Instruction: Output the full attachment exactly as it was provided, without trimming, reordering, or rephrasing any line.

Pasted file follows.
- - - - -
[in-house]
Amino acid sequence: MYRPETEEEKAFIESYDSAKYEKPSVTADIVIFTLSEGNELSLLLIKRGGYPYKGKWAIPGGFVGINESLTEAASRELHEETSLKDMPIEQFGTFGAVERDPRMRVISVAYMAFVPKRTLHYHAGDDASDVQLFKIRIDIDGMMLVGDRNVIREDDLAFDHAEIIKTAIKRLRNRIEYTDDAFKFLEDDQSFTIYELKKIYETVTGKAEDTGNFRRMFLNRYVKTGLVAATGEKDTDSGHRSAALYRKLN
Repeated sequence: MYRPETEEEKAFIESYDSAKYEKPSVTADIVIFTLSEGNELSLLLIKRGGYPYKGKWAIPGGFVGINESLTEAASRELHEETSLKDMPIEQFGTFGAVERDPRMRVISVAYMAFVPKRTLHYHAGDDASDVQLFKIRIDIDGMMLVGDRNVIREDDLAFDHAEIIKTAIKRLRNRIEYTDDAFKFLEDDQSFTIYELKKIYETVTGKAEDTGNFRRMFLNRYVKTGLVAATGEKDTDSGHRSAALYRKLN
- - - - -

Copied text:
[in-house]
Amino acid sequence: MYRPETEEEKAFIESYDSAKYEKPSVTADIVIFTLSEGNELSLLLIKRGGYPYKGKWAIPGGFVGINESLTEAASRELHEETSLKDMPIEQFGTFGAVERDPRMRVISVAYMAFVPKRTLHYHAGDDASDVQLFKIRIDIDGMMLVGDRNVIREDDLAFDHAEIIKTAIKRLRNRIEYTDDAFKFLEDDQSFTIYELKKIYETVTGKAEDTGNFRRMFLNRYVKTGLVAATGEKDTDSGHRSAALYRKLN
Repeated sequence: MYRPETEEEKAFIESYDSAKYEKPSVTADIVIFTLSEGNELSLLLIKRGGYPYKGKWAIPGGFVGINESLTEAASRELHEETSLKDMPIEQFGTFGAVERDPRMRVISVAYMAFVPKRTLHYHAGDDASDVQLFKIRIDIDGMMLVGDRNVIREDDLAFDHAEIIKTAIKRLRNRIEYTDDAFKFLEDDQSFTIYELKKIYETVTGKAEDTGNFRRMFLNRYVKTGLVAATGEKDTDSGHRSAALYRKLN